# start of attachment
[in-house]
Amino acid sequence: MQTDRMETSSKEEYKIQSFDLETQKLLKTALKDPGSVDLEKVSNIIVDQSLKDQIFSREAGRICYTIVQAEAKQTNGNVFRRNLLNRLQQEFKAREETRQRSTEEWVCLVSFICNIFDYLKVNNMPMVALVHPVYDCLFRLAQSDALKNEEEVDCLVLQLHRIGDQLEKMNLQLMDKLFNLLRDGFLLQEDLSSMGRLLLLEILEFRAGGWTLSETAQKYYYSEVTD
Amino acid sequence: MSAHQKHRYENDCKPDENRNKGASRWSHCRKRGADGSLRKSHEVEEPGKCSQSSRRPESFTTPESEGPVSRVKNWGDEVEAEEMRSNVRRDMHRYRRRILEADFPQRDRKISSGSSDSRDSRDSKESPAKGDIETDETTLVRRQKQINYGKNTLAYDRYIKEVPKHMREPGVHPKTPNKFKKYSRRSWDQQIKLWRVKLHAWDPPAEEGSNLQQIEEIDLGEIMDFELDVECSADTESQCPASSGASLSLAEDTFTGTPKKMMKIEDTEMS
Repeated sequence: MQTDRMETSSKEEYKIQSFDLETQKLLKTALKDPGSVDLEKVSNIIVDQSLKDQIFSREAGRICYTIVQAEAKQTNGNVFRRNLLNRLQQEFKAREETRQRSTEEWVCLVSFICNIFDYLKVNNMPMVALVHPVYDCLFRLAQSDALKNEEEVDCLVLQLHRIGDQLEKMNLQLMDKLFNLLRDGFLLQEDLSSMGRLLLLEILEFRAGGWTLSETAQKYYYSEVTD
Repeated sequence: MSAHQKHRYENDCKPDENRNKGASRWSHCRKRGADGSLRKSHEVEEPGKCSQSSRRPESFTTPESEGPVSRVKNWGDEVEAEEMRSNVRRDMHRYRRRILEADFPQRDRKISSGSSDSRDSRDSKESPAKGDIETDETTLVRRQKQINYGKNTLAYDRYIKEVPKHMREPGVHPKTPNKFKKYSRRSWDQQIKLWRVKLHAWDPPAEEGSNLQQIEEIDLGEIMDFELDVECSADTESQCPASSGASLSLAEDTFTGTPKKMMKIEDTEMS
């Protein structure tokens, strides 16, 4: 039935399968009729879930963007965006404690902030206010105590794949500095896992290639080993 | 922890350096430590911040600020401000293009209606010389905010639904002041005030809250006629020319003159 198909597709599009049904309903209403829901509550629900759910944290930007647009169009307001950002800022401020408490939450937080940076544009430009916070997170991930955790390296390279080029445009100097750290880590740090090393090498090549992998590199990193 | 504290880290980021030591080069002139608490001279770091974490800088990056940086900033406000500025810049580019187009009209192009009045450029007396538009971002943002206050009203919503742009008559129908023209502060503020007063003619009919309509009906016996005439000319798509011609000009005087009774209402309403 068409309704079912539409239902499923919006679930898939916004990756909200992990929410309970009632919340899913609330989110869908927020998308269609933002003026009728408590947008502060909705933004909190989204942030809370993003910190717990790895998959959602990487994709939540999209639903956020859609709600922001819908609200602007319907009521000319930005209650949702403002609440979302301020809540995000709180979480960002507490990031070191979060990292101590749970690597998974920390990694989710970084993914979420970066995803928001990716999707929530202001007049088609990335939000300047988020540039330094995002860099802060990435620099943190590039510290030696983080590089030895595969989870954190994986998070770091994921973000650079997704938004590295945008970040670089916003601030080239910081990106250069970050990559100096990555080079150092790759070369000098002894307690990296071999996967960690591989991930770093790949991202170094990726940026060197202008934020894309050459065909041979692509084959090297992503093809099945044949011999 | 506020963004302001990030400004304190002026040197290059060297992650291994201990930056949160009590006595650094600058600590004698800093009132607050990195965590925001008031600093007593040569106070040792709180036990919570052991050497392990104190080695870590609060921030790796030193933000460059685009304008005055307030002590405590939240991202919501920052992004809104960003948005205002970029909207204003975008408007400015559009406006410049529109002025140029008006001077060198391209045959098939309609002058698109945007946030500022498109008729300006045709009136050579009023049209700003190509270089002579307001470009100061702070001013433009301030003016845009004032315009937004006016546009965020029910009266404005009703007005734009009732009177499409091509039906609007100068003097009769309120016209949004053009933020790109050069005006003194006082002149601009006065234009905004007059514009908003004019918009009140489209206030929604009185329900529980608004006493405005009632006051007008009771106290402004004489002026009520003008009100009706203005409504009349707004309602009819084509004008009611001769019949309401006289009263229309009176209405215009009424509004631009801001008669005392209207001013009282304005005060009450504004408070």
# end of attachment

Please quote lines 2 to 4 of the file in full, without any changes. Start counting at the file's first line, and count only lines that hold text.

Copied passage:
Amino acid sequence: MQTDRMETSSKEEYKIQSFDLETQKLLKTALKDPGSVDLEKVSNIIVDQSLKDQIFSREAGRICYTIVQAEAKQTNGNVFRRNLLNRLQQEFKAREETRQRSTEEWVCLVSFICNIFDYLKVNNMPMVALVHPVYDCLFRLAQSDALKNEEEVDCLVLQLHRIGDQLEKMNLQLMDKLFNLLRDGFLLQEDLSSMGRLLLLEILEFRAGGWTLSETAQKYYYSEVTD
Amino acid sequence: MSAHQKHRYENDCKPDENRNKGASRWSHCRKRGADGSLRKSHEVEEPGKCSQSSRRPESFTTPESEGPVSRVKNWGDEVEAEEMRSNVRRDMHRYRRRILEADFPQRDRKISSGSSDSRDSRDSKESPAKGDIETDETTLVRRQKQINYGKNTLAYDRYIKEVPKHMREPGVHPKTPNKFKKYSRRSWDQQIKLWRVKLHAWDPPAEEGSNLQQIEEIDLGEIMDFELDVECSADTESQCPASSGASLSLAEDTFTGTPKKMMKIEDTEMS
Repeated sequence: MQTDRMETSSKEEYKIQSFDLETQKLLKTALKDPGSVDLEKVSNIIVDQSLKDQIFSREAGRICYTIVQAEAKQTNGNVFRRNLLNRLQQEFKAREETRQRSTEEWVCLVSFICNIFDYLKVNNMPMVALVHPVYDCLFRLAQSDALKNEEEVDCLVLQLHRIGDQLEKMNLQLMDKLFNLLRDGFLLQEDLSSMGRLLLLEILEFRAGGWTLSETAQKYYYSEVTD